DNP 3.

0 Overview
Triangle MicroWorks, Inc.
2213 Middlefield Court
Raleigh, NC 27615
Phone 919-870-6615 • Fax 919-870-6692

1 History
DNP was originally created by Westronic, Inc. (now GE Harris) in 1990. In
1993, the “DNP 3.0 Basic 4” protocol specification document set was released
into the public domain. Ownership of the protocol was given over to the newly
formed DNP Users Group in October of that year. Since that time, the protocol
has gained worldwide acceptance, including the formation of Users Group
Chapters in China, Latin America, and Australia.
In January 1995, the DNP Technical Committee was formed to review
enhancements and to recommend them for approval to the general Users
Group. One of the most important tasks of this body was to publish the “DNP
Subset Definitions” document, which establishes standards for scaled-up or
scaled-down implementations of DNP 3.0.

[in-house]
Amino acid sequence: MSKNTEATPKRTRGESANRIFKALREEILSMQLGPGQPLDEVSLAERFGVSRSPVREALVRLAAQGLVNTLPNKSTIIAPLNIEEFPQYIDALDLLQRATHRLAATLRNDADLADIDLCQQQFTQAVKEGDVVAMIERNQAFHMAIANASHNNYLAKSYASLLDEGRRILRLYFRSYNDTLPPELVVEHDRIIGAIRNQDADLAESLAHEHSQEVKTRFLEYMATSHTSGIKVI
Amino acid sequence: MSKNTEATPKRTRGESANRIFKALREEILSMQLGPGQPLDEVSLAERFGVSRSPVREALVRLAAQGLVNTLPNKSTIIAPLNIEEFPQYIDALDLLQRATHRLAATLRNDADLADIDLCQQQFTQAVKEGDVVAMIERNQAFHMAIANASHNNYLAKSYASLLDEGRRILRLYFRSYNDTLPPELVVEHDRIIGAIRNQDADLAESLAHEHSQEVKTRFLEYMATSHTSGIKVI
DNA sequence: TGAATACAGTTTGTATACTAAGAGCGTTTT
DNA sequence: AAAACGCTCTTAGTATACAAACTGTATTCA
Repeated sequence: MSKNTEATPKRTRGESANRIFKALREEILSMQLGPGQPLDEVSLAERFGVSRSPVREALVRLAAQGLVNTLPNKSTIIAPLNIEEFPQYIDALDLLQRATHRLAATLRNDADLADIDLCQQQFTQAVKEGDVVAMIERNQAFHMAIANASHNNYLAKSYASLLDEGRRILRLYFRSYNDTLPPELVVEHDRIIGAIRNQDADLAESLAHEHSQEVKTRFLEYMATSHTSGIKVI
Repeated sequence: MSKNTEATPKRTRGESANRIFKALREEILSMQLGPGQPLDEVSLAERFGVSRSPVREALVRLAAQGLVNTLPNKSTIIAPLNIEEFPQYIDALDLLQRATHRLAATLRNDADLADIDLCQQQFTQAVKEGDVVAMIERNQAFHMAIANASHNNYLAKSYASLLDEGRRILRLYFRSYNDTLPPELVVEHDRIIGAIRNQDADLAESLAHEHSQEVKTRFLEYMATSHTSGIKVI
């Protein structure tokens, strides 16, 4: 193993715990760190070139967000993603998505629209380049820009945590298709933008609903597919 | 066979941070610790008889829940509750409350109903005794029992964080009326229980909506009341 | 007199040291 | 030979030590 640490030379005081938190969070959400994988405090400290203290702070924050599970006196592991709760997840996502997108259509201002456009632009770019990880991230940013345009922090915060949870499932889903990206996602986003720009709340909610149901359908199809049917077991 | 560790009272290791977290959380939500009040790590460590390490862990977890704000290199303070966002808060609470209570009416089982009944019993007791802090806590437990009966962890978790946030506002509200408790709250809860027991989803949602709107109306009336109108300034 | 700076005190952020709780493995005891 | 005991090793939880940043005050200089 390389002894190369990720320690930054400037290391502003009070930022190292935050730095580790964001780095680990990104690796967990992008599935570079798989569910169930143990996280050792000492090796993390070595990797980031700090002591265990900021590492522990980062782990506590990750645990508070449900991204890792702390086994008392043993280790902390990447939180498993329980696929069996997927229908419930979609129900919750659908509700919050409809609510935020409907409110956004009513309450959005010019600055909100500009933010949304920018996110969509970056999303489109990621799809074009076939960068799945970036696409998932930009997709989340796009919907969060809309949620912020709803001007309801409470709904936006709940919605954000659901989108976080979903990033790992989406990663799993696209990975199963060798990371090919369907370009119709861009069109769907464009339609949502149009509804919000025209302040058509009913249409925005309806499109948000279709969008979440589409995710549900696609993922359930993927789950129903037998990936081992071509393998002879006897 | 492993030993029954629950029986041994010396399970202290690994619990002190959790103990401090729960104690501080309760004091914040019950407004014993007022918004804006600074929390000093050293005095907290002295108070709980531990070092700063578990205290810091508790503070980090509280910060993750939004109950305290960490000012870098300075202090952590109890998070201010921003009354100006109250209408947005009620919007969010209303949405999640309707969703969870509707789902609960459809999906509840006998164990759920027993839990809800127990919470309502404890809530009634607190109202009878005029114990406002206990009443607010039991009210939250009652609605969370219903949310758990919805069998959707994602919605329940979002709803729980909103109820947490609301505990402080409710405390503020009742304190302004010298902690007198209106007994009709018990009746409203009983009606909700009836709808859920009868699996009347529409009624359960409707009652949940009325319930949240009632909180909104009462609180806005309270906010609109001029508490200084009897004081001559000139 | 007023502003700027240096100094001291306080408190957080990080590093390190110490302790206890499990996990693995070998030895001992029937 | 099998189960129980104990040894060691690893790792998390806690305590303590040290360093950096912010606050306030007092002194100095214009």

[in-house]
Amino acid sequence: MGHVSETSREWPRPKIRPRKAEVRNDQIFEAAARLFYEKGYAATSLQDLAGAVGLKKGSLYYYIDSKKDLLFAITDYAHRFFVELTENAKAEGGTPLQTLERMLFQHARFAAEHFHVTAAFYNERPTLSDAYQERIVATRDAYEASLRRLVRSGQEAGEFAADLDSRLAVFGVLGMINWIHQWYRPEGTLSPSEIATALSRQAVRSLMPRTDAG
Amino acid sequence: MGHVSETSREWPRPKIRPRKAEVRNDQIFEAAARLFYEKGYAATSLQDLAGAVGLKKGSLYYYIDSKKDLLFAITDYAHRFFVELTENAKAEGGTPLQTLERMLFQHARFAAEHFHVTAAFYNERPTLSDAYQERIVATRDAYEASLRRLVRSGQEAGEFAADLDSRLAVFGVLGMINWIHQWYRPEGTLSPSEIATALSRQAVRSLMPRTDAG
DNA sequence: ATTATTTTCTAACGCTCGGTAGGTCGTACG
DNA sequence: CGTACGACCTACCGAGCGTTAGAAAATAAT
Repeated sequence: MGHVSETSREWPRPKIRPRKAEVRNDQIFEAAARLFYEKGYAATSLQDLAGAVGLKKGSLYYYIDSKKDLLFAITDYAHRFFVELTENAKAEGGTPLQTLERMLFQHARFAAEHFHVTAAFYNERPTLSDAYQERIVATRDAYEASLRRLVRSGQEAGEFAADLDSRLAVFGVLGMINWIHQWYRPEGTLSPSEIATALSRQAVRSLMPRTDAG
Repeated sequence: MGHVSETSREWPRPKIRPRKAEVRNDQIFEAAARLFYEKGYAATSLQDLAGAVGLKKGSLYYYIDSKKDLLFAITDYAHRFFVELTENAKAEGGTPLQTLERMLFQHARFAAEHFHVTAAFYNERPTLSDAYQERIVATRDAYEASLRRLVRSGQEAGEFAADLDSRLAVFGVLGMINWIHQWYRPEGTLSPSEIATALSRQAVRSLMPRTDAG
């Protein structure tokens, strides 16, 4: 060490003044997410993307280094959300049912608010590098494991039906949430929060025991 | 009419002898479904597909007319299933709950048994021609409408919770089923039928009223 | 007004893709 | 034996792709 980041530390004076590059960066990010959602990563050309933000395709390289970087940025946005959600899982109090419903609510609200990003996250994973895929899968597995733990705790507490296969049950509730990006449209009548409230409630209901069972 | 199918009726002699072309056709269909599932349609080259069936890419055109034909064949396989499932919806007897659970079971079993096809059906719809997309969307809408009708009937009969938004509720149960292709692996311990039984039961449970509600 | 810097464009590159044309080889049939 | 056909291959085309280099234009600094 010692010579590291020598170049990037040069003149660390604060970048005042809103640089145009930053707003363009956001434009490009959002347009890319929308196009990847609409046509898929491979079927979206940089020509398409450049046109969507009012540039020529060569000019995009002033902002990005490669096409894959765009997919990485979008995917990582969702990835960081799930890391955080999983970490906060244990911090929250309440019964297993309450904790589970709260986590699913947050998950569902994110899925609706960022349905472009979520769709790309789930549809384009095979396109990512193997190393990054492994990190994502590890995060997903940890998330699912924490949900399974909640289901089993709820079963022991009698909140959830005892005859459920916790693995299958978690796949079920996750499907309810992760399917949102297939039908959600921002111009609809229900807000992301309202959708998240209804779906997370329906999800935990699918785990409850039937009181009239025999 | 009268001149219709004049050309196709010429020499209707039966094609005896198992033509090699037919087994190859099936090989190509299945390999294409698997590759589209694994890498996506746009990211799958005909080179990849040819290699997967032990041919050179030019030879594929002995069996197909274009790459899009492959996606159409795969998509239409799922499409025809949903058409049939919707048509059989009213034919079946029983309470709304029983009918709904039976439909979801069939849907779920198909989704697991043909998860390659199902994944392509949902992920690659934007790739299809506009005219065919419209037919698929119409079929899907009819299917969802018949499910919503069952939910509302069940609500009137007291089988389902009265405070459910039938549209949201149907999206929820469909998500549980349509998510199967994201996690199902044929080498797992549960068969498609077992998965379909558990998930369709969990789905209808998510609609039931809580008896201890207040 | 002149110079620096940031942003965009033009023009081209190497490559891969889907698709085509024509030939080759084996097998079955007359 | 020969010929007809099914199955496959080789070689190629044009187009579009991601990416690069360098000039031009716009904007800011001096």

DNP 3.0 is an open, intelligent, robust, and efficient modern SCADA protocol.
It can
 request and respond with multiple data types in single messages,
 segment messages into multiple frames to ensure excellent error detection
and recovery,
 include only changed data in response messages,
 assign priorities to data items and request data items periodically based on
their priority,
 respond without request (unsolicited),
 support time synchronization and a standard time format,
 allow multiple masters and peer-to-peer operations,
 and allow user definable objects including file transfer.

1 Layered Architecture
DNP 3.0 is a layered protocol. However, rather than adhering to the OSI
(Open System Interconnection) 7 layer protocol, DNP 3.0 adheres to a
simplified 3 layer standard proposed by the IEC (International Electrotechnical
Commission) for more basic implementations. IEC calls this the Enhanced
Revision 1.1, November 24, 1997

Page 1 of 6